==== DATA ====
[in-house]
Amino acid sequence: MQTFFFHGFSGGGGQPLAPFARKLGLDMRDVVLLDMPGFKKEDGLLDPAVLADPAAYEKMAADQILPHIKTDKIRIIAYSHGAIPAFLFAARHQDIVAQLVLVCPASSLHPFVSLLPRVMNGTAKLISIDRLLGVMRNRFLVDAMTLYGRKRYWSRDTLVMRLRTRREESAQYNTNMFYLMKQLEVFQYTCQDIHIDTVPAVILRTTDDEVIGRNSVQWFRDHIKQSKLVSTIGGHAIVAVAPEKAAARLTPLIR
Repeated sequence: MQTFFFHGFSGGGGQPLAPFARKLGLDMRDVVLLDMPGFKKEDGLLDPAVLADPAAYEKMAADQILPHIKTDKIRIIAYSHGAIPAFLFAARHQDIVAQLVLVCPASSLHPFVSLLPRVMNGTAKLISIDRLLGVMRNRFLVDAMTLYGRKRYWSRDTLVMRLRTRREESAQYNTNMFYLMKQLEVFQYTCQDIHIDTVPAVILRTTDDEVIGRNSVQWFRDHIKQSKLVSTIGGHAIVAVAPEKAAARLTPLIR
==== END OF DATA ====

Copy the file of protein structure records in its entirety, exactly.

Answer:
[in-house]
Amino acid sequence: MQTFFFHGFSGGGGQPLAPFARKLGLDMRDVVLLDMPGFKKEDGLLDPAVLADPAAYEKMAADQILPHIKTDKIRIIAYSHGAIPAFLFAARHQDIVAQLVLVCPASSLHPFVSLLPRVMNGTAKLISIDRLLGVMRNRFLVDAMTLYGRKRYWSRDTLVMRLRTRREESAQYNTNMFYLMKQLEVFQYTCQDIHIDTVPAVILRTTDDEVIGRNSVQWFRDHIKQSKLVSTIGGHAIVAVAPEKAAARLTPLIR
Repeated sequence: MQTFFFHGFSGGGGQPLAPFARKLGLDMRDVVLLDMPGFKKEDGLLDPAVLADPAAYEKMAADQILPHIKTDKIRIIAYSHGAIPAFLFAARHQDIVAQLVLVCPASSLHPFVSLLPRVMNGTAKLISIDRLLGVMRNRFLVDAMTLYGRKRYWSRDTLVMRLRTRREESAQYNTNMFYLMKQLEVFQYTCQDIHIDTVPAVILRTTDDEVIGRNSVQWFRDHIKQSKLVSTIGGHAIVAVAPEKAAARLTPLIR